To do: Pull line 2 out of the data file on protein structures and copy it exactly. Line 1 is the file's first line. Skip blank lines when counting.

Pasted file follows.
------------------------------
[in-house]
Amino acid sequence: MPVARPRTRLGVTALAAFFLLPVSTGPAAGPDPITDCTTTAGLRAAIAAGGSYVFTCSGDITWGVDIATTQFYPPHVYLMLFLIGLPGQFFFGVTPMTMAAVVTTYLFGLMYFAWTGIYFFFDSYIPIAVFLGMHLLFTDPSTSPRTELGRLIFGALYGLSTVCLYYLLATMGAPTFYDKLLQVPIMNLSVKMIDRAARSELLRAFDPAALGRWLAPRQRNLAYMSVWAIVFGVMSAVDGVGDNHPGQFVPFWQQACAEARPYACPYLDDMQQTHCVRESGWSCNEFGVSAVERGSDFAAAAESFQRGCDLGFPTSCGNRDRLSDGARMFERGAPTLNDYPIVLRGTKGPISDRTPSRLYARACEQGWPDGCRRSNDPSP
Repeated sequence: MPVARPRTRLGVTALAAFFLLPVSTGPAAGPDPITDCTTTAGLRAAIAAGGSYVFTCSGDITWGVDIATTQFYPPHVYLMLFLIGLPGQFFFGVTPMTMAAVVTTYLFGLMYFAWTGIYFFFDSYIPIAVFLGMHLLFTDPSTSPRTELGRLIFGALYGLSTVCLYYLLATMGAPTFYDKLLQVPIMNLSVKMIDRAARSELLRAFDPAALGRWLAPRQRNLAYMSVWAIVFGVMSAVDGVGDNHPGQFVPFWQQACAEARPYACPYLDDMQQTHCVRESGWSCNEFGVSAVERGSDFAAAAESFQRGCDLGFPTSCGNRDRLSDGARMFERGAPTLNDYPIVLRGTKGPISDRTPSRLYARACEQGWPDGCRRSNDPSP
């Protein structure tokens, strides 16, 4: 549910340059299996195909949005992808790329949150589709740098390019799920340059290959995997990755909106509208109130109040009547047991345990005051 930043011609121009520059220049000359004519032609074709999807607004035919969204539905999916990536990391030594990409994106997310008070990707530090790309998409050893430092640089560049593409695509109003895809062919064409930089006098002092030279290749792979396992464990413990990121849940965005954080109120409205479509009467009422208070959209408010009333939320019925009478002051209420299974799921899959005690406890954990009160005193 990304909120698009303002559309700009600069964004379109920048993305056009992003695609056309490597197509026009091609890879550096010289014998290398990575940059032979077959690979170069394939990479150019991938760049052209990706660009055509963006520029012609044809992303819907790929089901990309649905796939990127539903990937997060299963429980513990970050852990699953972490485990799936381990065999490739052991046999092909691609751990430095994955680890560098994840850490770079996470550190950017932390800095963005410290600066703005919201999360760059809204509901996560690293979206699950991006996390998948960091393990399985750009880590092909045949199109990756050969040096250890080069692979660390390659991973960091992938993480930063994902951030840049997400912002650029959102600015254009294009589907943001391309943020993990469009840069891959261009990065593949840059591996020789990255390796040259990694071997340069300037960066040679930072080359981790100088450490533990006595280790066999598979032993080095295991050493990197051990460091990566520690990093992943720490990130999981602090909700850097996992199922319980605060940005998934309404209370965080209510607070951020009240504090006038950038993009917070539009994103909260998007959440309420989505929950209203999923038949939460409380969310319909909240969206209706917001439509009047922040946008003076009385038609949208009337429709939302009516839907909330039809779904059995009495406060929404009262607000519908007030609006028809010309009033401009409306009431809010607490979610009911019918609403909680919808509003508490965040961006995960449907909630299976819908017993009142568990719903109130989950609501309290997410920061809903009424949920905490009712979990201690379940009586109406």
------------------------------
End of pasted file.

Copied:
Amino acid sequence: MPVARPRTRLGVTALAAFFLLPVSTGPAAGPDPITDCTTTAGLRAAIAAGGSYVFTCSGDITWGVDIATTQFYPPHVYLMLFLIGLPGQFFFGVTPMTMAAVVTTYLFGLMYFAWTGIYFFFDSYIPIAVFLGMHLLFTDPSTSPRTELGRLIFGALYGLSTVCLYYLLATMGAPTFYDKLLQVPIMNLSVKMIDRAARSELLRAFDPAALGRWLAPRQRNLAYMSVWAIVFGVMSAVDGVGDNHPGQFVPFWQQACAEARPYACPYLDDMQQTHCVRESGWSCNEFGVSAVERGSDFAAAAESFQRGCDLGFPTSCGNRDRLSDGARMFERGAPTLNDYPIVLRGTKGPISDRTPSRLYARACEQGWPDGCRRSNDPSP